Looking at the relative, rather than the gross, change also knocks London off the top spot. By looking at the percentage by which the numer of start-ups per 10,000 people has changed, London's growth actually looks a little sluggish. 


Northampton, Doncaster, Slough, Luton, and Glasgow all come in ahead. Edinburgh is almost parallel with London, and Middlesbrough, Liverpool, and Crawley follow not all that far behind. 

So even if London has the most start-ups in the country, perhaps it's not doing all that well at encouraging and accellerating that start-up vibe that brings them all flocking. 

But of course, 2004 and 2015 are a very long way away from each other. Facebook was barely a thing then, 'Brexit' was the preserve of proper loonies, rather than socially acceptable loonies, and we hadn't even had the crash. What a time. (Just don't mention the War). 

Image: Centre for Cities.

Back then, the picture looked a little more diverse. Exeter, the South Coast, Bristol, Blackpool and the northern edges of the 'Northern Powerhouse' all seem to be doing pretty well.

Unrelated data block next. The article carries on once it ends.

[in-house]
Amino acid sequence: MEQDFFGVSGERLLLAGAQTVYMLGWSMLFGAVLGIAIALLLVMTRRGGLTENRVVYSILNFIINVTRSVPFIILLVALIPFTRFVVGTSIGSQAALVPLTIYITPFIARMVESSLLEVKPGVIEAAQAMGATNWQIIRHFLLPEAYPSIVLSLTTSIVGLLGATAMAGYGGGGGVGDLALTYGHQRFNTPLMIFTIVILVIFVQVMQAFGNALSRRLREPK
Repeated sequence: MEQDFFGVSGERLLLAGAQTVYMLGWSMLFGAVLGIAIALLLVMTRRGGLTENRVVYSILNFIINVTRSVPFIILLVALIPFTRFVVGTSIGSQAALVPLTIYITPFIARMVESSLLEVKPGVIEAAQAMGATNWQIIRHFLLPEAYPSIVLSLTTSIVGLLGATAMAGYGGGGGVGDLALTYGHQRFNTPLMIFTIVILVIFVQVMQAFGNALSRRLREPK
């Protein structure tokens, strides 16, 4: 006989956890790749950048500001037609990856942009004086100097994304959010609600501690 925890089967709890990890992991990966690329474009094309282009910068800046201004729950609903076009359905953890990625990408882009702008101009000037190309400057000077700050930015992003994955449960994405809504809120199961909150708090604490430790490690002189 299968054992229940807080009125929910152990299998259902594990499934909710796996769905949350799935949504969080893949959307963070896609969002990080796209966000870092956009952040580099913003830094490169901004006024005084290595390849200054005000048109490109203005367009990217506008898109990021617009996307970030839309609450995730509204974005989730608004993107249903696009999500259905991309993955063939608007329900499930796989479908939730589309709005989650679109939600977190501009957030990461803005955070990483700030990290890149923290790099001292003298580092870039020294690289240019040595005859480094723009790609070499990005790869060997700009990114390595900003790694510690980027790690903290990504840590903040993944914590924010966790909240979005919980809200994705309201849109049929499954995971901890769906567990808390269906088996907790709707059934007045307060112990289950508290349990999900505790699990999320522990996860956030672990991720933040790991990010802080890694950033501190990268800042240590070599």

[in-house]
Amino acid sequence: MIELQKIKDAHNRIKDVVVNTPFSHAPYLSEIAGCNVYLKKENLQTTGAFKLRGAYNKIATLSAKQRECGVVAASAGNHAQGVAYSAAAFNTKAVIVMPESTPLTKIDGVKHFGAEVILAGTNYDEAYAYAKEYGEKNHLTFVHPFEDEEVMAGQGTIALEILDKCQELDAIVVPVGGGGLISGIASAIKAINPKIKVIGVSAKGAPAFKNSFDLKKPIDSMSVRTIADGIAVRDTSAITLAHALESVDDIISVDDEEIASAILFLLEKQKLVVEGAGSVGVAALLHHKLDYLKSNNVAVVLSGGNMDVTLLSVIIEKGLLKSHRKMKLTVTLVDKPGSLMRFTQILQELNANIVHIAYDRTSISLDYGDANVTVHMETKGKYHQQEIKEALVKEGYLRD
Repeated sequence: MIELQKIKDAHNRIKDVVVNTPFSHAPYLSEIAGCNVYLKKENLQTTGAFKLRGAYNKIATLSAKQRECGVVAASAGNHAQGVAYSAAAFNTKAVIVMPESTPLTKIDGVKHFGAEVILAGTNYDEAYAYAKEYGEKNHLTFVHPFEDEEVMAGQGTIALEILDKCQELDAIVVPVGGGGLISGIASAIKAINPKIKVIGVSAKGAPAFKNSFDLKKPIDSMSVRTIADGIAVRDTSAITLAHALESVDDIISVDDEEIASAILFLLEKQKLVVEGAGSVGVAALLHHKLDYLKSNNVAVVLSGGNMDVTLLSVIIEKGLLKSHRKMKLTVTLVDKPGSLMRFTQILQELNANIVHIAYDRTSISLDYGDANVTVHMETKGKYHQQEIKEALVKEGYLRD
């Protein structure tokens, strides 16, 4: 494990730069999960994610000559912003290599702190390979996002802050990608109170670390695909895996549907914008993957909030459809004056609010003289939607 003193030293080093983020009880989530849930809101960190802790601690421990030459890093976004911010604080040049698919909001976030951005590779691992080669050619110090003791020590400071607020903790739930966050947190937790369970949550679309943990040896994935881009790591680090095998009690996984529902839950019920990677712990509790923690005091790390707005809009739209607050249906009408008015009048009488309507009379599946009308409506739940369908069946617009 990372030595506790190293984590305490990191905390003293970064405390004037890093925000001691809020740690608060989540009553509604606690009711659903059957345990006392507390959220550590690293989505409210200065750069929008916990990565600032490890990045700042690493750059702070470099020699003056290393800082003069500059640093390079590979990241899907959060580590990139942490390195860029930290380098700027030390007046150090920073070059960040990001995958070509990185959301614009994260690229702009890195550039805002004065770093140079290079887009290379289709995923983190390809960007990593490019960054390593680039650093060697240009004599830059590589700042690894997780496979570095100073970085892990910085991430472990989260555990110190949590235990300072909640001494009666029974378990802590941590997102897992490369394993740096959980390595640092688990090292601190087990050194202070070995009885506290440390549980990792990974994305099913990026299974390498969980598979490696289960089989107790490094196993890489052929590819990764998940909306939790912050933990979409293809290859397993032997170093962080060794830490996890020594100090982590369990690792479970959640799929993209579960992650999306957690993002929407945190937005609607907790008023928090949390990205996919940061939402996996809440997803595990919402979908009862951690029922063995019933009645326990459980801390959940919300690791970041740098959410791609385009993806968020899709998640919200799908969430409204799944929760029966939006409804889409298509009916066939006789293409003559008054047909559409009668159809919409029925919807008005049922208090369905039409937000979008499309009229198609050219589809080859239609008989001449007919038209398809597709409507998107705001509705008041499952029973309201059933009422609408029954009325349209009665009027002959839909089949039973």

Even Norfolk is sort of getting in on the action. 

Image: Centre for Cities.

But if you pick a year just after the crash – like 2010, for argument's sake – you can see things are hunkering down. Those green dots have become more concentrated in the south, with the green dots in the Northern Powerhouse fading markedly, and places like Exeter and Cardiff trickling away.

London and its army of green blobs is out in force. 

So for some reason, something about the post-crash economy and the start-up world of Internet 2.0 (or the Internet of Things, I lose track) has tilted the balance in favour of London and the south-east. 

And as we've name-dropped the Northern Powerhouse in here, it's worth also noting that Manchester – the supposed capital of Britain's great future hub – hasn't featured on any top ten list thus far. 

Go figure. 

Image: Centre for Cities.

But at least one nice thing is that you have to look really hard to see any evidence of start-ups actually draining away. Looking at percentage change from 2004-15, only nine cities seem to have seen numbers fall. Which, in the greater scheme of things, isn't actually that terrible. 

You go, Britain. Out and into the world with your zen zones and start-up beanbags. 

Or something. 

Want more of this stuff? Follow CityMetric on Twitter or Facebook.